Credit scores are based on an individual’s history of managing credit cards, loans and other financial products. A secured credit card won’t be a magic elixir for someone with multiple accounts in collections, nor will it instantly vault someone with no credit history into an elite credit score. These cards can have a positive effect in certain situations, however, and in some cases may have a significant impact on your credit score.
Securing Your Credit
A secured credit card uses your own money as the determining factor in the size of your credit line, with your credit limit based on the amount you deposit with the issuer. Despite that deposit, a secured card functions as an extension of credit because that money’s just your collateral. It’s not automatically debited to pay your bills each month – you’re still responsible for making your payments. Because of this, a secured card is seen as a reflection of your ability to manage credit, and therefore factors into your credit score.
Secured credit cards may be the only option if you don’t have a credit history to prove to issuers that you’ll handle credit responsibly. The good news is that paying your balance every month goes a long way to doing just that. Your path to a higher credit score can be hastened by the responsible use of a secured card, and you may soon be able to convert that to an unsecured card and have an easier time getting other credit offers.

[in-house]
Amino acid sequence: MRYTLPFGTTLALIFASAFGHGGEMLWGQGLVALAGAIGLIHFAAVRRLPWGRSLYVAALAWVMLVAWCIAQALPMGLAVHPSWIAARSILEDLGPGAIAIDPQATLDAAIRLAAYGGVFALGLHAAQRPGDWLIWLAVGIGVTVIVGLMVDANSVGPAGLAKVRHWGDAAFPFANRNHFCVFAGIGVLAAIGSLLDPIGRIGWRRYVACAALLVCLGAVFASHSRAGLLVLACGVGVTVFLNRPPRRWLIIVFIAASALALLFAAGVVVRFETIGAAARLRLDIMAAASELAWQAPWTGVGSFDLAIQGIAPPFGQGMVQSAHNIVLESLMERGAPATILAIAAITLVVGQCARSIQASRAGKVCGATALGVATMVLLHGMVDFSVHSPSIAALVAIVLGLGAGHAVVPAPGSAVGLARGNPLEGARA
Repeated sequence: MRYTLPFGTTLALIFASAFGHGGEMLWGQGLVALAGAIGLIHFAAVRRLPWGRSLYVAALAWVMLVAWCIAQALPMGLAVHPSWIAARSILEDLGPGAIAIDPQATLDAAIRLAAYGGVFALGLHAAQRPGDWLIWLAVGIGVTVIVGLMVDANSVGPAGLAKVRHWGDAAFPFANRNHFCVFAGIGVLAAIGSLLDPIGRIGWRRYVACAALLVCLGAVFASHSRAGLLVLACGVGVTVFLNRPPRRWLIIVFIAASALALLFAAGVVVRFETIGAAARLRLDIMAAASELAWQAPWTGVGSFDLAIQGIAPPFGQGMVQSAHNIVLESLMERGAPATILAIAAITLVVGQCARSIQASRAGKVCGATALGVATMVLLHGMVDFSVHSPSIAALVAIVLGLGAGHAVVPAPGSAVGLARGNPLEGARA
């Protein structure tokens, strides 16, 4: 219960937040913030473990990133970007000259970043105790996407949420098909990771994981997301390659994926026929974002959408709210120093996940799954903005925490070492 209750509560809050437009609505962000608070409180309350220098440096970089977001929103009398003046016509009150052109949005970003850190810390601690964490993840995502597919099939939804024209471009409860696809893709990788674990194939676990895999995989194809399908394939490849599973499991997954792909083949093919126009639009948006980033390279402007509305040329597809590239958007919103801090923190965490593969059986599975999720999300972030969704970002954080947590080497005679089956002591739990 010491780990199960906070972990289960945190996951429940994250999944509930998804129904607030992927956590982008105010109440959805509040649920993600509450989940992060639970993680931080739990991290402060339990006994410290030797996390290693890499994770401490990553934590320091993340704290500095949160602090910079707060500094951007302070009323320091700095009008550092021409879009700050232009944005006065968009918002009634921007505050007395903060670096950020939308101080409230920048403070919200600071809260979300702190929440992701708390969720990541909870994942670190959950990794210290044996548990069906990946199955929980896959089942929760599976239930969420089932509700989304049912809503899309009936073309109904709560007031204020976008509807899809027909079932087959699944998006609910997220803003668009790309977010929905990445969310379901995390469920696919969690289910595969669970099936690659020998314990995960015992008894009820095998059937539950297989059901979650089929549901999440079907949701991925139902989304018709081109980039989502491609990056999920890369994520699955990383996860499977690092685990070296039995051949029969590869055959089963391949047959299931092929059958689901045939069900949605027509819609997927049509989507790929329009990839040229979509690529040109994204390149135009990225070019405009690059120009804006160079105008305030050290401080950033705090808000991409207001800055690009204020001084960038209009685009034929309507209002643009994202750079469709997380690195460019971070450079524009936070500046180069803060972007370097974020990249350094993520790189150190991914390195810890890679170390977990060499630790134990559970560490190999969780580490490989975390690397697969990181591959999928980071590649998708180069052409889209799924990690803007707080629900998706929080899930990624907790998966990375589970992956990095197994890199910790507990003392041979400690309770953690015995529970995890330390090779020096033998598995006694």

If you’ve had a bad experience with credit in the past, a secured card can help you change that narrative and prove you have developed better habits. Your most recent actions are seen as predictive of future behavior, so keeping a secured credit card with a low balance and a track record of on-time payments can start to mitigate the older damage on your credit report. With a poor credit history, it's even more important to make on-time payments every month, but you'll see the positive impact on your credit score as your older, less-attractive accounts become less important in the scoring process.
Check Your Status
Getting a major secured credit card has a greater effect than a gas card or department store credit card. Look for a secured card with the backing of one of the major issuers: MasterCard, Visa, American Express or Discover. In addition, make sure the issuer reports its records to the three major credit bureaus, and check after opening the card to make sure that actually occurs. Without that reporting, even the best payment record won’t change your score at all.
- MSN Money: Raise Your Credit Score to 740
- U.S. News & World Report: The Hidden Benefits of Secured Cards
- New York Times: Rebuilding Your Credit Score
- Discover Financial Services. "What Is a Secured Credit Card?" Accessed May 23, 2020.
- Experian. "How to Build Credit." Accessed May 23, 2020.
- Experian. "Understanding Secured Credit Cards." Accessed May 23, 2020.
- Capital One. "Secured Mastercard From Capital One." Accessed May 23, 2020.
- Discover Financial Services. "What to Do If You're Denied a Secured Credit Card." Accessed May 23, 2020.
- Discover Financial Services. "Discover It Secured Credit Card." Accessed May 23, 2020.
- TD Bank. "You May Be Eligible for a TD Bank Unsecured Card." Accessed May 23, 2020.